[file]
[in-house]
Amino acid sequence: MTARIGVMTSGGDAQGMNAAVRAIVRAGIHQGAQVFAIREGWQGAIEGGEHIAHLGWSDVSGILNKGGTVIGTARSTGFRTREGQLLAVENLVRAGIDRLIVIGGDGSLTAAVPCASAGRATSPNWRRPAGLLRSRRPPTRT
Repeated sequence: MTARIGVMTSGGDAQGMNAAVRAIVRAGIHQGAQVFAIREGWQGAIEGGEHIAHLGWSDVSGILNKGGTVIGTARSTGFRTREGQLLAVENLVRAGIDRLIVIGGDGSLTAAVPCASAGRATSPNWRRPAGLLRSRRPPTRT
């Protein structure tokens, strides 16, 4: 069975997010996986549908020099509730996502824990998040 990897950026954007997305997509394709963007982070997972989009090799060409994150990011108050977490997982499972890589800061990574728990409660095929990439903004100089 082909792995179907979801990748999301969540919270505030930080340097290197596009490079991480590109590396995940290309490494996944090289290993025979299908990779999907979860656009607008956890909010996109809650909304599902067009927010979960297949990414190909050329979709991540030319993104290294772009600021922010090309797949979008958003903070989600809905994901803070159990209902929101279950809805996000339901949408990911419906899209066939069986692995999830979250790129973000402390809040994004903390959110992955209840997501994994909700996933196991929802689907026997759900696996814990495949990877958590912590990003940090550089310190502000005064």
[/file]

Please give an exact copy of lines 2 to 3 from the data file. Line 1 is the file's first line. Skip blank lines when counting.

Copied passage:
Amino acid sequence: MTARIGVMTSGGDAQGMNAAVRAIVRAGIHQGAQVFAIREGWQGAIEGGEHIAHLGWSDVSGILNKGGTVIGTARSTGFRTREGQLLAVENLVRAGIDRLIVIGGDGSLTAAVPCASAGRATSPNWRRPAGLLRSRRPPTRT
Repeated sequence: MTARIGVMTSGGDAQGMNAAVRAIVRAGIHQGAQVFAIREGWQGAIEGGEHIAHLGWSDVSGILNKGGTVIGTARSTGFRTREGQLLAVENLVRAGIDRLIVIGGDGSLTAAVPCASAGRATSPNWRRPAGLLRSRRPPTRT